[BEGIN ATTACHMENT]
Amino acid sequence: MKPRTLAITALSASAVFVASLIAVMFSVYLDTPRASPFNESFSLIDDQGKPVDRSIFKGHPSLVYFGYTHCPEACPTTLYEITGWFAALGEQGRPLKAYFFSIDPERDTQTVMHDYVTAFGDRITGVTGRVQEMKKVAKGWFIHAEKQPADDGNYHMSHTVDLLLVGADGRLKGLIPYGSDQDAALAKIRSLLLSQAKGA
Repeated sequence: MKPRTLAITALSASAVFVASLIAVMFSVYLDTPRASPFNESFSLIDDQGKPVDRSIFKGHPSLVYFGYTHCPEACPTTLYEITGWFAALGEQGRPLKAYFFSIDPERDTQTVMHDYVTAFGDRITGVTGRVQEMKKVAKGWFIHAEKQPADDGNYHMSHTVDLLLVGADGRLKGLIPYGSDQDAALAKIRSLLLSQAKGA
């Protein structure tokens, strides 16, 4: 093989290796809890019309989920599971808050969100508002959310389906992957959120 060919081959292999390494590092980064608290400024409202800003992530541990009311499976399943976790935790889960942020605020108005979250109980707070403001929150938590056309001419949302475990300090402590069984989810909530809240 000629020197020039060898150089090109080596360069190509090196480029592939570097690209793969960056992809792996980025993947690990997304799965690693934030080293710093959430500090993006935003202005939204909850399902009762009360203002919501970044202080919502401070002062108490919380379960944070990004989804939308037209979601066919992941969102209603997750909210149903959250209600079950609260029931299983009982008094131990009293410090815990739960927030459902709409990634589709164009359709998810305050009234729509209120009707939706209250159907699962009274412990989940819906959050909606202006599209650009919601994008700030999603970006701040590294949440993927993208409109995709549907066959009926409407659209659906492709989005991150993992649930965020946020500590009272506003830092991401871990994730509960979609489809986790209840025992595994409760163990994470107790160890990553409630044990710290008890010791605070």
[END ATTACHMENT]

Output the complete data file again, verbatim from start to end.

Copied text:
Amino acid sequence: MKPRTLAITALSASAVFVASLIAVMFSVYLDTPRASPFNESFSLIDDQGKPVDRSIFKGHPSLVYFGYTHCPEACPTTLYEITGWFAALGEQGRPLKAYFFSIDPERDTQTVMHDYVTAFGDRITGVTGRVQEMKKVAKGWFIHAEKQPADDGNYHMSHTVDLLLVGADGRLKGLIPYGSDQDAALAKIRSLLLSQAKGA
Repeated sequence: MKPRTLAITALSASAVFVASLIAVMFSVYLDTPRASPFNESFSLIDDQGKPVDRSIFKGHPSLVYFGYTHCPEACPTTLYEITGWFAALGEQGRPLKAYFFSIDPERDTQTVMHDYVTAFGDRITGVTGRVQEMKKVAKGWFIHAEKQPADDGNYHMSHTVDLLLVGADGRLKGLIPYGSDQDAALAKIRSLLLSQAKGA
């Protein structure tokens, strides 16, 4: 093989290796809890019309989920599971808050969100508002959310389906992957959120 060919081959292999390494590092980064608290400024409202800003992530541990009311499976399943976790935790889960942020605020108005979250109980707070403001929150938590056309001419949302475990300090402590069984989810909530809240 000629020197020039060898150089090109080596360069190509090196480029592939570097690209793969960056992809792996980025993947690990997304799965690693934030080293710093959430500090993006935003202005939204909850399902009762009360203002919501970044202080919502401070002062108490919380379960944070990004989804939308037209979601066919992941969102209603997750909210149903959250209600079950609260029931299983009982008094131990009293410090815990739960927030459902709409990634589709164009359709998810305050009234729509209120009707939706209250159907699962009274412990989940819906959050909606202006599209650009919601994008700030999603970006701040590294949440993927993208409109995709549907066959009926409407659209659906492709989005991150993992649930965020946020500590009272506003830092991401871990994730509960979609489809986790209840025992595994409760163990994470107790160890990553409630044990710290008890010791605070």